Making the Microsoft Developer Network experience usable on mobile devices. In this case I led a collaborate responsive redesign effort to make the content display clearly at any device size and redesigned the navigation to work as a mobile web application.
Users are looking for information on the Microsoft Developer Network while on their phones but the site does not display the content well.
I led a design effort to make the content display clearly at any device size and redesigned the navigation to work as a mobile web application.
Usability testing showed improved navigation and readability, happier customers, and better NSAT scores and task completion rates.
Part of my role on this team is to change the context or share the value of design and its contribution to the process as we go along, increasing design literacy on the team for better decisions. Setting aside the ego, and driving decisions made on objective data and established design patterns rather than subjective feelings.
In user research we discovered that although the majority of site users use MSDN on desktop and laptop computers, a significant use case involved users trying to get information on the site using a phone.
In 2011 responsive web app development became the standard of development. By 2014 the site was particularly out of date given our developer audience, and to support accessible and humane reading and interaction with the site, responsive was the right thing to do.
And so the decision was made to redesign the website to be responsive.
What came out in usability testing was that although users don't write code on phones, they often want to access information outside the office where a phone is the most convenient device. The existing site didn't facilitate that.
So our problem statement is “Users are looking for information on the Microsoft Developer Network while on their phones but the site does not display the content well.”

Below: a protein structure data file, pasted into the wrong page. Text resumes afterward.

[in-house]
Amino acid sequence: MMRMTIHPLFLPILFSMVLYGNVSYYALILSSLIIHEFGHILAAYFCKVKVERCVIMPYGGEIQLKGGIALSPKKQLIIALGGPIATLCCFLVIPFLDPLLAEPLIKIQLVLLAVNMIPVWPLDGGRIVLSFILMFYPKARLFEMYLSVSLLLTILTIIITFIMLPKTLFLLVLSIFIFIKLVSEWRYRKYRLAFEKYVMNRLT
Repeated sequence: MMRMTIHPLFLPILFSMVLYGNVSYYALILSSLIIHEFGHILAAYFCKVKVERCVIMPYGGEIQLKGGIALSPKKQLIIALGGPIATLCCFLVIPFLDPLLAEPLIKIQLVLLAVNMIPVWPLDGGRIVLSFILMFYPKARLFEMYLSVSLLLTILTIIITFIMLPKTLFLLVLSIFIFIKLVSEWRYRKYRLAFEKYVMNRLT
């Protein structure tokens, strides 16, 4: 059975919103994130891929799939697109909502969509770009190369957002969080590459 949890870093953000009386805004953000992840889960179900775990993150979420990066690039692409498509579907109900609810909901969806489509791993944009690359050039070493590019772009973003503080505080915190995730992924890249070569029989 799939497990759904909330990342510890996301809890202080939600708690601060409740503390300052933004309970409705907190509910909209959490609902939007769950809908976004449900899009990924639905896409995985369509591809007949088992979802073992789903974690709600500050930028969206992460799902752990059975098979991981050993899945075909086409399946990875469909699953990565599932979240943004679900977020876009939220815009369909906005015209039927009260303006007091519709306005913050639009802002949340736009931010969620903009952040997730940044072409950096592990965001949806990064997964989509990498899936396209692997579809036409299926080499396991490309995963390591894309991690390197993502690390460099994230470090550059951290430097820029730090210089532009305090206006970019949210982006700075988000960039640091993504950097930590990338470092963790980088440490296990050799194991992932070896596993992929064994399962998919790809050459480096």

I took the problem statement and checked it in the context of the overall experience, and mapped the customer journey to better explain it to others and to be sure we were addressing all affected parts of the experience.
I create a visual or graphic interpretation of the overall story from an individual’s perspective of their relationship with an organization, service, product or brand, over time and across channels and touchpoints. A touchpoint might be something like paying a bill. The channels for bill paying might be in person, by postal mail, from a website, or using a dedicated app.
I rewrote the user story with new steps indicating improvements. By adding a reponsive design to the user’s workflow, the user was able to read articles on a phone during the commute.
From that, I storyboarded the solution story to better understand and evangelize it.
Next I looked at existing responsive frameworks and the Windows 8 grid, design patterns across other Microsoft sites like Microsoft.com and Surface.com to inform the grid we would use to build the MSDN UI layer on.
Then I determined the stack order of elements as the content wraps to accomodate smaller screens.
I developed a typography order for content on the site, specifiying styles for page titles, headings, subheadings, body copy, and other patterns across the site.
I built a small prototype in HTML & CSS using Bootstrap tools. An engineering partner built one that connected the backend & put them together.